Cheng W.-L.,Chang Gung University | Wang C.-S.,Chang Gung Memorial Hospital at Chiayi | Huang Y.-H.,Medical Research Center | Tsai M.-M.,Chang Gung University | And 3 more authors.
Annals of Oncology | Year: 2011

Background: The chemokine (C-X-C motif) ligand 1 (CXCL1) and its receptor CXCR2 are associated with metastasis potential. Our studies were designed to clarify the CXCL1 and CXCR2 expression patterns and to explore their potential role in gastric cancer Design: The expression of CXCL1 was determined in primary gastric cancer specimens using quantitative PCR, immunohistochemistry, and western blotting. To investigate the functional significance of CXCL1 expression, a CXCL1 expression vector and short hairpin RNA targeting the CXCL1 or CXCR2 were transfected into gastric cancer cell lines to examine the biological outcomes of these cells. Results: The expression of CXCL1 and CXCR2 was higher in gastric cancer tissues compared with adjacent noncancerous tissues. The upregulation of CXCL1 correlated significantly with tumor progression, advanced stage of gastric cancer patients, and was one of the independent prognostic factors for patient's survival. Furthermore, cancer cells expressing CXCL1 stably exhibited an increase in their migration and invasion ability, whereas CXCL1 or CXCR2 depletion significantly reduced the migration and invasion ability of each cell line. Conclusions: These results provide strong evidence that CXCL1 plays an important role in gastric cancer progression and migration and suggest that CXCL1 is a promising marker for the detection and prognosis of gastric cancer. © The Author 2011. Published by Oxford University Press on behalf of the European Society for Medical Oncology. All rights reserved.


Liu J.-L.,St. Martin de Porres Hospital | Liu J.-L.,Chang Gung University | Chen F.-F.,Chang Gung Memorial Hospital at Chiayi | Lung J.,Chang Gung Memorial Hospital at Chiayi | And 4 more authors.
British Journal of Cancer | Year: 2014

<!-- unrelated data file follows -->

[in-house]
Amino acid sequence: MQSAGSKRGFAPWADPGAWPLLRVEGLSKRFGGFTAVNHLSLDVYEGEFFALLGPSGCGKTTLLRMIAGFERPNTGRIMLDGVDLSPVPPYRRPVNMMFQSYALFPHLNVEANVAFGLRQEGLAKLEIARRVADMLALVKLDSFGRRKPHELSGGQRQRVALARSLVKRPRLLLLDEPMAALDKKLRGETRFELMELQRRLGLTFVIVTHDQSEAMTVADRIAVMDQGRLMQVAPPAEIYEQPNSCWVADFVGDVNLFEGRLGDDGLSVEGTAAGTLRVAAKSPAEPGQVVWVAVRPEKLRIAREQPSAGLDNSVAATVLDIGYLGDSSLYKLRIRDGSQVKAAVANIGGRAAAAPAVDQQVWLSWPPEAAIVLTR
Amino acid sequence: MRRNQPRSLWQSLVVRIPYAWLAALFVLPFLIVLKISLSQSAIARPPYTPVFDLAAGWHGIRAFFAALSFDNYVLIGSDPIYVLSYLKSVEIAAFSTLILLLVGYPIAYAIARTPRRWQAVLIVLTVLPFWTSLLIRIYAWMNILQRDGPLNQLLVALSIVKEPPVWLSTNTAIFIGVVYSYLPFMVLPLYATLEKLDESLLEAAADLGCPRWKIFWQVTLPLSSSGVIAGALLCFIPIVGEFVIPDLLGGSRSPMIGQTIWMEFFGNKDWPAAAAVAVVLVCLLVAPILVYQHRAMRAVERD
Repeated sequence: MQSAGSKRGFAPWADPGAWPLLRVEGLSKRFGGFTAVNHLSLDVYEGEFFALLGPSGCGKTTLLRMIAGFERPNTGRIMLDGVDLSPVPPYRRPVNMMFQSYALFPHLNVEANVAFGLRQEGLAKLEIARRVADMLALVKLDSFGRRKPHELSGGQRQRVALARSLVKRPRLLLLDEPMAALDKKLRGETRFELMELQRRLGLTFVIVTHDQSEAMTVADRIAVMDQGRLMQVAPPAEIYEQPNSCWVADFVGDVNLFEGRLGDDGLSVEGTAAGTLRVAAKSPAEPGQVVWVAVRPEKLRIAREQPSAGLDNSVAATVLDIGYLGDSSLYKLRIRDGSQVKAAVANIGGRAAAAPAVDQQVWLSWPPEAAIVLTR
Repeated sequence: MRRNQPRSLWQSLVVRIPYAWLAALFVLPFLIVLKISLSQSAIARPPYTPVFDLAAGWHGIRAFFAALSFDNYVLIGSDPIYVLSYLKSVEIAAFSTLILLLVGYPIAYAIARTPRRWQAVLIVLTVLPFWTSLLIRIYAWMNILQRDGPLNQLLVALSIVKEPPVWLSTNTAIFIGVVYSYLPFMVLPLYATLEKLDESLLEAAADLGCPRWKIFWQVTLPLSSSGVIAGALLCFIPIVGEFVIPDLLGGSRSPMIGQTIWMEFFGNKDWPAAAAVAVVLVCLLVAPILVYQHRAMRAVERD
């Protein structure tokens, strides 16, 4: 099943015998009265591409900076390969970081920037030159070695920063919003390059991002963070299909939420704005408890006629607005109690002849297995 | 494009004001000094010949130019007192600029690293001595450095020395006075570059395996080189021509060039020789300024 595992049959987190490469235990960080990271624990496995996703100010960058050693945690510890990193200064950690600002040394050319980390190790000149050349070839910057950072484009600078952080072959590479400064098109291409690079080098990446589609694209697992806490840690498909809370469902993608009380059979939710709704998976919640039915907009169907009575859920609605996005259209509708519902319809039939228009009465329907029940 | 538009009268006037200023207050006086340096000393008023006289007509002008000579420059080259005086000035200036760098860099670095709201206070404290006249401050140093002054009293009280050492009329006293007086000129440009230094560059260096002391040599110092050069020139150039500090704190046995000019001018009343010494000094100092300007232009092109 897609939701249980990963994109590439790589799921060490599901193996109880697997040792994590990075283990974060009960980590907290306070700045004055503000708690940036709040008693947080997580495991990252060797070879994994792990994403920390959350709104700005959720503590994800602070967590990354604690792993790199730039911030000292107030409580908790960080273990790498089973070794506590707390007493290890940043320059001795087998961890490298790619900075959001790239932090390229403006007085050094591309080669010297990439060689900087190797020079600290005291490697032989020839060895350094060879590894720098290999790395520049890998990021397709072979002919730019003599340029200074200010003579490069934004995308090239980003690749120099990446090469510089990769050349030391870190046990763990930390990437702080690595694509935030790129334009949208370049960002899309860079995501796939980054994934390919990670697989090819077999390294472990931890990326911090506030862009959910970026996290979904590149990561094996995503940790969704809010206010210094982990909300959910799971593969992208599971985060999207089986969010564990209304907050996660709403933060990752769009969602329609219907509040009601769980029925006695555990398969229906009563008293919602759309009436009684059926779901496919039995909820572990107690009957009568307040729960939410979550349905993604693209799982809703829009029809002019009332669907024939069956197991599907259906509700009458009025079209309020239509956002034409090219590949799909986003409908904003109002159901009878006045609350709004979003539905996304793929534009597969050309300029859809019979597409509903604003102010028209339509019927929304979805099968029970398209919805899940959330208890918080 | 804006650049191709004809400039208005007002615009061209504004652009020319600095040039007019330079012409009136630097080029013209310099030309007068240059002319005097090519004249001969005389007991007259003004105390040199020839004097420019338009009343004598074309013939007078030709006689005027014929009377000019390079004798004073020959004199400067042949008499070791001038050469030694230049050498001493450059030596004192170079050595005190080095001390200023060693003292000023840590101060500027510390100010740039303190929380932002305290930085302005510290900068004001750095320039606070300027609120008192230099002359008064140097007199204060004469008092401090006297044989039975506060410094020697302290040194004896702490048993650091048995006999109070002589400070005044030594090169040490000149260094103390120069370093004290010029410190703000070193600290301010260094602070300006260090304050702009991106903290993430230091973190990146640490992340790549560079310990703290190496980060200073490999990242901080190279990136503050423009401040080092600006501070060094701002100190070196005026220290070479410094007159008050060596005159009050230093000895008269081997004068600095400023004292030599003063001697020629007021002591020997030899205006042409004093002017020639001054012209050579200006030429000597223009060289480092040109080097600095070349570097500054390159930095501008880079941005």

Background: Autophagy is a programmed cell survival mechanism that has a key role in both physiologic and pathologic conditions. The relationship between autophagy and cancer is complex because autophagy can act as either a tumour suppressor or as a tumour promoter. The role of autophagy in oral squamous cell carcinoma (OSCC) is controversial. Several studies have claimed that either a high or low expression of autophagy-related proteins was associated with poor prognosis of OSCCs. The aims of the study were to compare autophagy in OSCCs, verrucous hyperplasias, and normal oral mucosas, and to inspect the prognostic role of autophagy in OSCCs. Methods: We used the autophagosome marker, LC3B, and autophagy flux marker, p62/SQSTM1 (p62), by using immunohistochemistry, and examined p62 mRNA by RNA in situ hybridization, to evaluate autophagy in 195 OSCCs, 47 verrucous hyperplasias, and 37 normal oral mucosas. The prognostic roles of LC3B and p62 protein expressions in OSCCs were investigated. Results: We discovered that the normal oral mucosa exhibited limited LC3B punctae and weak cytoplasmic p62 staining, whereas the OSCCs exhibited a marked increase in LC3B punctae and cytoplasmic p62 expression. The expression pattern of LC3B and cytoplasmic p62 of the verrucous hyperplasias were between normal oral mucosas and OSCCs. The normal oral mucosas, verrucous hyperplasias, and OSCCs presented no differences in nuclear p62 expression and the p62 mRNA level. p62 mRNA expression was elevated in a minority of cases. High p62 mRNA expression was associated with high p62 protein expression in the cytoplasm. Increased LC3B punctae, high cytoplasmic p62, and low nuclear p62 expressions in OSCCs were associated with aggressive clinicopathologic features and unfavourable prognosis. In addition, low nuclear p62 expression was an independent prognostic factor for overall and disease-specific survival rates. Furthermore, we disclosed that high cytoplasmic p62 expression accompanied with either a low or high LC3B expression, which indicated autophagy impairment under basal or activated autophagic activity, was associated with aggressive behaviour in advanced OSCCs. Conclusions: We suggested that autophagy was altered during cancer initiation and progression. Autophagy impairment contributed to cancer progression in advanced OSCCs. © 2014 Cancer Research UK.